Influence of galactic cosmic rays (GCRs) on cloud formation is suggested to be an important part of the mechanism of solar activity influence on weather and climate. A high positive correlation between low cloud amount and GCR fluxes was observed in the 1980s–1990s; however, in the early 2000s, it was violated. In this work, we consider a nature of long-term correlation links between cloud cover at middle latitudes and GCRs, as well as possible reasons for this correlation reversal. It was shown that the GCR-cloud links observed on the decadal time scale are indirect and caused by GCR effects on cyclonic activity which depend on epochs of the large-scale atmospheric circulation. The reversal of GCR-cloud correlation in the 2000s seems to be due to a sharp weakening of the Arctic and Antarctic stratospheric polar vortices, which results in the change of the troposphere-stratosphere coupling and, then, of GCR contribution to the development of extratropical cyclogenesis.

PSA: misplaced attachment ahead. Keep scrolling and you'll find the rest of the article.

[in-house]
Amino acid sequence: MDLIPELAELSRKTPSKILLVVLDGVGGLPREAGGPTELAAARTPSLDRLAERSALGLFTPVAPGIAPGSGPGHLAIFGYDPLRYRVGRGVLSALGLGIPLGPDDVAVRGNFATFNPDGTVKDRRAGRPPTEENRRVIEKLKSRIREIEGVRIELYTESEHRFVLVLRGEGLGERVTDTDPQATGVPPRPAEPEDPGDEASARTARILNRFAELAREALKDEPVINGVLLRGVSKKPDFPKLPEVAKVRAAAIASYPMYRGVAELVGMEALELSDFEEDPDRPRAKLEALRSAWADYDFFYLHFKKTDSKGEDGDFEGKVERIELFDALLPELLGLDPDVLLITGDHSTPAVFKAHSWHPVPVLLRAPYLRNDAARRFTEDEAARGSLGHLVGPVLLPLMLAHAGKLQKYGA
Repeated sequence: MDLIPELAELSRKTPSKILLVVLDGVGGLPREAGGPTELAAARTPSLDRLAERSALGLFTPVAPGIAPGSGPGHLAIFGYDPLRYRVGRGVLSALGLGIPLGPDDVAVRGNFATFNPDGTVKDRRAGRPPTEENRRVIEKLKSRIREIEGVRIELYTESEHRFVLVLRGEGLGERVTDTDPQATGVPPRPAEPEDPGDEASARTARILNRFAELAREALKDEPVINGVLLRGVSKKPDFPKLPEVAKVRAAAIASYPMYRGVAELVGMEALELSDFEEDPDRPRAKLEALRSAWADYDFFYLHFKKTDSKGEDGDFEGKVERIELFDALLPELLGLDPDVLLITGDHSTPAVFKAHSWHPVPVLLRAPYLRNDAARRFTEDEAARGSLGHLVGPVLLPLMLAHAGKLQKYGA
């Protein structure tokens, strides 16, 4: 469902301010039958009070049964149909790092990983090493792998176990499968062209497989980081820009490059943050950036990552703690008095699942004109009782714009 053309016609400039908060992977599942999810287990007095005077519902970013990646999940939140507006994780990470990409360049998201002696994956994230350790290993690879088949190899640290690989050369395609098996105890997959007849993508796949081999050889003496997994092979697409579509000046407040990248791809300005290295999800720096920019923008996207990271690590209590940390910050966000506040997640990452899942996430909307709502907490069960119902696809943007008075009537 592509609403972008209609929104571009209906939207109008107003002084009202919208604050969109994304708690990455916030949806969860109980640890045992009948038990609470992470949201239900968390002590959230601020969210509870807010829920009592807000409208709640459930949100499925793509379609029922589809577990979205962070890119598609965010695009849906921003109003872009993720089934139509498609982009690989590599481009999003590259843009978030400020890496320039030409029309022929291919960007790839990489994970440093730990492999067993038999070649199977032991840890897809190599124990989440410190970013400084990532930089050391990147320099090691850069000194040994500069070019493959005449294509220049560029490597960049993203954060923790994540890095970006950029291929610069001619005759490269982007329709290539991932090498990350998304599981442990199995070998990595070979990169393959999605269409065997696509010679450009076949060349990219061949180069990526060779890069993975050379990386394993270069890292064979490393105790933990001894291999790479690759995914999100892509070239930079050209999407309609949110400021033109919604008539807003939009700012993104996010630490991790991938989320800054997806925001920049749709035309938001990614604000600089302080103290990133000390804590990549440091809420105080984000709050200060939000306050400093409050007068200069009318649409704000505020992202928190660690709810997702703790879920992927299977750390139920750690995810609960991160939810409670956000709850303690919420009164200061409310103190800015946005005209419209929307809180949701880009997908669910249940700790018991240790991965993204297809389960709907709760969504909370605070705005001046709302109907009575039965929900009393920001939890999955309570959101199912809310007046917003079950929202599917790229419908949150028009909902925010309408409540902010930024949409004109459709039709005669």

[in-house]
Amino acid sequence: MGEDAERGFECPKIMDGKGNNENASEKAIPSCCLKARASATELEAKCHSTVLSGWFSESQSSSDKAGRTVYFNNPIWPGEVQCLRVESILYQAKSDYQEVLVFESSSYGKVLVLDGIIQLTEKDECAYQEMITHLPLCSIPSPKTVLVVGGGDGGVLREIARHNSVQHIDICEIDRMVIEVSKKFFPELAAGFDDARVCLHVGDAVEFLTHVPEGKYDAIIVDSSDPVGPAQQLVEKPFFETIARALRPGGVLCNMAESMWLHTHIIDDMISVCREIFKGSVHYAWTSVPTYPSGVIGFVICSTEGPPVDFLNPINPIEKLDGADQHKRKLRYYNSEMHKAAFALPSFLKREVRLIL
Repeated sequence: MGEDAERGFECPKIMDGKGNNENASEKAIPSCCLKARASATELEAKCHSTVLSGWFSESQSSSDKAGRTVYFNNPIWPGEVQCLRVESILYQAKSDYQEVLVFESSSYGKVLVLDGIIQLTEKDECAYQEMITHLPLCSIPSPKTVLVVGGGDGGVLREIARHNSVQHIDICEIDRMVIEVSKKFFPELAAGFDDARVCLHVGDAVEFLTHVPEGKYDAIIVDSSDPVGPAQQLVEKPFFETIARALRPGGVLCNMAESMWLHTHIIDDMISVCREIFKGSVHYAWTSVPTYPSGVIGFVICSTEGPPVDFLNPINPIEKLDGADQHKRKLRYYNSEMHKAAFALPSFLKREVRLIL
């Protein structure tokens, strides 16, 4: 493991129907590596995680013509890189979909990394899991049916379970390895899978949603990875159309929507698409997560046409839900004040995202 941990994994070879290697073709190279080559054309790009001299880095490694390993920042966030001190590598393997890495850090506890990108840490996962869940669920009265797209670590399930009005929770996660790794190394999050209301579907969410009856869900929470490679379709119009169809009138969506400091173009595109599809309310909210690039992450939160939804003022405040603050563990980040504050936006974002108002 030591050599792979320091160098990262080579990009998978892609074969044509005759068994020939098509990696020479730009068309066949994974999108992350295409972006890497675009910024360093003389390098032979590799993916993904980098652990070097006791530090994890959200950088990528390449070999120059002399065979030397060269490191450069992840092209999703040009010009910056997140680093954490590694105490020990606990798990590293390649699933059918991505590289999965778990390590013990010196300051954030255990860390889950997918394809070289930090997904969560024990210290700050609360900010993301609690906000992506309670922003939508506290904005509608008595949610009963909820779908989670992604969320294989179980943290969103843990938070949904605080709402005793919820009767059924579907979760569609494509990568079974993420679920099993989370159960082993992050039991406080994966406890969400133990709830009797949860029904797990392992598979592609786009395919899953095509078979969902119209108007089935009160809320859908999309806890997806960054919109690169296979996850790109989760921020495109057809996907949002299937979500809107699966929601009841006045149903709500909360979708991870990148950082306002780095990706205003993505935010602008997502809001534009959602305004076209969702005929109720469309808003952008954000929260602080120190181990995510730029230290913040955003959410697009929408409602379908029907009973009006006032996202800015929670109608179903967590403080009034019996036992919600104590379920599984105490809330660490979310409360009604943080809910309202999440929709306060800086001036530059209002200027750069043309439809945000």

Part of the book: Cosmic Rays